Why did I made this pen? For several years now, I've been intrigued by fountain pens that could give me nice line variation. They are more exciting than stiff-nibbed mono-linewidth pens. I've hunted down and bought many pens- Namiki Falcon, Vintage Watermans and Eversharp, Hero Fude fountain pens. They are excellent pens which I still use. But I very much wanted to use a G-nib in a fountain pen. To those who are unfamiliar, a G-nib is a cheap Japanese disposable dip nib without tipping (it will wear out with use) but it gives amazing line variation. It is used by many manga artists in Japan. I felt it would be fun drawing with this nib in a fountain pen.
So I bought a Sherline Metal lathe and started learning how to make my own pens. After a few years of trial and error, and sourcing for the right materials, I finally managed to make a fountain pen that worked well with a G-nib. It took about 3+ days to make it. And I felt like I had made my own lightsaber.
2018, I took some time off from work and decided I'd do an experiment. I made 5 pens. Just 5. And now, I will see if they sell. I modelled each one after my own prototype G-nib fountain pen I made a couple years back, but add in some improvements like a bigger ink capacity and nicer finishing. Delrin is a material that cannot be polish-shined. So I've given it a matt texture that feels smooth yet will give you a nice grip. The finishing is by no means as perfect as a machine mass-produced pen found in a store. If I may be honest, I'm not a master pen machinist yet. And there are handmade pens with much nicer finishing than this pen. However, this pen is designed to be a workhorse tool rather than a museum piece. Meaning, it will work well but will not look aesthetically perfect. Do note this before deciding to buy!
I don't like logos or any branding on my own stuff, whether on T-shirts or pens. Plain and simple is more beautiful because it lets the new owner have full ownership of the product. So there are no logos or markings on this pen.
Watch a video on the making of the pens HERE. (The pen at the beginning of the video is my own prototype. The pen at the end of the video is the version I'm selling)
Costing was something I debated with. Each pen took about 2-3 days to make (And I'm still doing some fine-tuning) A handmade fountain pen does take a lot longer than one made with an automated machine. And it's a lot more work. I couldn't possibly charge my freelance illustrator day rate. But I had to charge a price that would justify my time.
So each pen is priced at SGD$200 each (US$146). You will receive a BLACK NOODLE pen together with a pen hoodie, hand-sewn by me. Email me at email@example.com to purchase the pen. Payment can be made via PayPal or though back transfer. Pens will be released on a first-come first serve basis and I have only 5 in stock.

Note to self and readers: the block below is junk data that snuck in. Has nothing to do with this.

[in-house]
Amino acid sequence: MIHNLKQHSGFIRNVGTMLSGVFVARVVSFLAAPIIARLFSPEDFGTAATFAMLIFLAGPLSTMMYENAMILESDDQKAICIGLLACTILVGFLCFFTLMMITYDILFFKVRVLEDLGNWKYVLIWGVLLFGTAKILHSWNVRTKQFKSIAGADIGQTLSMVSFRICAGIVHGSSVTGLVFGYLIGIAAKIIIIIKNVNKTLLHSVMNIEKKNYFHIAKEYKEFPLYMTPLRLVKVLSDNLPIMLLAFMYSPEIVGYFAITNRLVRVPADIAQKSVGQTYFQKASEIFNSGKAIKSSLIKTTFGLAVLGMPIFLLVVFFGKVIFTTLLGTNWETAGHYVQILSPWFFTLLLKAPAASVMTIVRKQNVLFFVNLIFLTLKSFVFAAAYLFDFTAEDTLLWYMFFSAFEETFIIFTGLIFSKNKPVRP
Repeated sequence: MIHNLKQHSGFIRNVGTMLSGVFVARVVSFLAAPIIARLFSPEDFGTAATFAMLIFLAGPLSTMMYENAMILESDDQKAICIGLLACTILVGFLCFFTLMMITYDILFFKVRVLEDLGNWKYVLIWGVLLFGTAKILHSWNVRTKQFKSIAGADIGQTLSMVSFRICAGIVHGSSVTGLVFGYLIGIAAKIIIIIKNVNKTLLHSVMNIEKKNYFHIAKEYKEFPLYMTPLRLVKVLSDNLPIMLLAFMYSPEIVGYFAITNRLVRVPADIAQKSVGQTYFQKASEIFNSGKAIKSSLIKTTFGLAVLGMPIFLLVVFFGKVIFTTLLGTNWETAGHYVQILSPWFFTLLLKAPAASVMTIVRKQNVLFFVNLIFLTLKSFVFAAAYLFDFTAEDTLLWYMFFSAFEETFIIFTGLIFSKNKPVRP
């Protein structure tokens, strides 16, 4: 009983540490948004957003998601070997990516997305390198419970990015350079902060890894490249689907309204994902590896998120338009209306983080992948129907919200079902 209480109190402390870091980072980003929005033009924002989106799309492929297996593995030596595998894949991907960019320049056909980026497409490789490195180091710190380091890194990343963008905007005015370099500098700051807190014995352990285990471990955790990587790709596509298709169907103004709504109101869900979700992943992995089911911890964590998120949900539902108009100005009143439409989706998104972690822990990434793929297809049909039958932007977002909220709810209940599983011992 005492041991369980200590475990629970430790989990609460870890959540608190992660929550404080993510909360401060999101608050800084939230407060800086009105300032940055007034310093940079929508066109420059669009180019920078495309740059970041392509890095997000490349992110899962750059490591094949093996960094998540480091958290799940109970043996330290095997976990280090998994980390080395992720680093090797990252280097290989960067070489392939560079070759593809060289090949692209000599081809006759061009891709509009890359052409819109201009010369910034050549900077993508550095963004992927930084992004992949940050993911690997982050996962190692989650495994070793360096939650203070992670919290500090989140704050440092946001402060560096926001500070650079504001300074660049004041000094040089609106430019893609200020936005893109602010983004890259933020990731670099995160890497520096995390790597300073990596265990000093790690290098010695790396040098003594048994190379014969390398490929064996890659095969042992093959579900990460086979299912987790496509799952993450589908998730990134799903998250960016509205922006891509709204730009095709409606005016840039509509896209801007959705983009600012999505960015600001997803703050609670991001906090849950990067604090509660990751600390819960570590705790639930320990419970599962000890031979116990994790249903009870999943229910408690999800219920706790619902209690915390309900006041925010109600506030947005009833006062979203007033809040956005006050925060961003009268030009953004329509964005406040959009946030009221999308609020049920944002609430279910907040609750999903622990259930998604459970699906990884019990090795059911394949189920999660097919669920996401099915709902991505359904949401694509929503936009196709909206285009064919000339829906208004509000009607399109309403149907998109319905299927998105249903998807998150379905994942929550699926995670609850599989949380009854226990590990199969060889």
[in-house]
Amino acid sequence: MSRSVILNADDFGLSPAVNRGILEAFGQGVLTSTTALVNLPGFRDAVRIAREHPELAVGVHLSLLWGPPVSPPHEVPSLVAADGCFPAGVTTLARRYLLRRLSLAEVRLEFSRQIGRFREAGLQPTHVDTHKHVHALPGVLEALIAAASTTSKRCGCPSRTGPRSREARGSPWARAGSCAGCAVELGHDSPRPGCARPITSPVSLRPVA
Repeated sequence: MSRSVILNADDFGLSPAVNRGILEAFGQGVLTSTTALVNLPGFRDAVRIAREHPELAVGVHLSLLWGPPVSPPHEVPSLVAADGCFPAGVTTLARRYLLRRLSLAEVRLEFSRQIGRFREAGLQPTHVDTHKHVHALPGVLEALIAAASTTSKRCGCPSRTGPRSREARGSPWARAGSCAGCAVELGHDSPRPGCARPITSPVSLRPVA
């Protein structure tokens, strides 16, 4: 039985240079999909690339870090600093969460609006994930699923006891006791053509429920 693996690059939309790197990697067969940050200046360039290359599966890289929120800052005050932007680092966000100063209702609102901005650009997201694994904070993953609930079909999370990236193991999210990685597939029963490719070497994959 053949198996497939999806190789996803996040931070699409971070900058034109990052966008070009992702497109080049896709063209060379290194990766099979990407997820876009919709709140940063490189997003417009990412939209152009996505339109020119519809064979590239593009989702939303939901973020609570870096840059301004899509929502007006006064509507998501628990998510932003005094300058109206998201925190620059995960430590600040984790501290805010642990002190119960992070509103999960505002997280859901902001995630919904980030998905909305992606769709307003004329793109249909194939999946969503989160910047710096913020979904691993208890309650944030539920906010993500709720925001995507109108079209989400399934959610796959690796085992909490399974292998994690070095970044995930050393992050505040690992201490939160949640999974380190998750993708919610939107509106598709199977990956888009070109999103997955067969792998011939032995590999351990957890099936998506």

Can I test the pen before purchasing it?
Yes. I want each customer to be satisfied with the pen, so I would recommend it. However, this will be possible only for Singapore customers, of course. Do contact me at firstname.lastname@example.org or 91070735 so we can meet up at Holland Village Food Centre for a pen test. Then you can decide if you want to purchase it. If you are overseas, I will personally test the pen for you before sending it over.
If there are flow issues like skipping or dripping after I purchase the pen, can you help me adjust it?
Yes, I will be happy to help you adjust the flow if the pen keeps skipping. It should not skip. But there are exceptions when it does.
1. If you don't use the pen for some time, ink may started drying up and clogging the feed. This might happen quicker with waterproof inks eg. Noodler's bulletproof inks or india ink. Wash the feed out and it will flow well again.
2. It might start to skip if the ink is a very dry ink (eg. Diamine saddle brown). Try a wetter ink.
3. Oil on a brand new G-nib might prevent ink from sliding down to the tip. Simply put the nib over a flame for a second to burn off the oil.
The pen is designed to be a wet pen. Meaning, the ink flows generously. So don't expect a dry pen. But at the same time, it should not be dripping off the nib as you use it. If it does, let me know and I will fix it.
Which inks work best with the pen?
So far, I've tried Platinum Carbon Black and Noodler's Singapore Sepia. Works perfectly. But when I used Waterman's Intense Black or Noodler's Bulletproof black or Diamine Saddle Brown, it would keep skipping when flexing. I haven't tried every ink in this pen but I would say most inks would work. But you would have to try to see which flows best.
Can I use India ink in this pen?
Yes. Certain kinds of India ink that isn't so thick may work in this pen. I've personally used Talens drawing ink and it worked fairly well. But it did start to clog and skip a little after a week. Simply dismantle the pen and wash it out if india ink clogs the pen. It's not a big issue with this pen.
Should I expect ink to flow every time I start using the pen or once I've just inked it?
Once inked or after taking pen out from a bag, do give it a few seconds for ink to flow down from the ink tube into the feed and out the nib. Once it starts flowing, it should be consistent.
If I bought it and don't like using it, can I return it for a refund?
Yes. But you must notify me and arrange to return it to me within 3 days. The pen and hoodie must be returned in good condition without any parts damaged.
If I accidentally lose or damage a part, can I purchase a replacement part?
Yes, it is possible. I will have to handmade any replacement part. And it will be chargeable. Price will be dependent on what that part is.
Will you be making more pens in the future?
I can't say for now. It was a lot of work getting these 5 out. I'd like to focus more on illustration rather than pen making for now. But I will keep it open.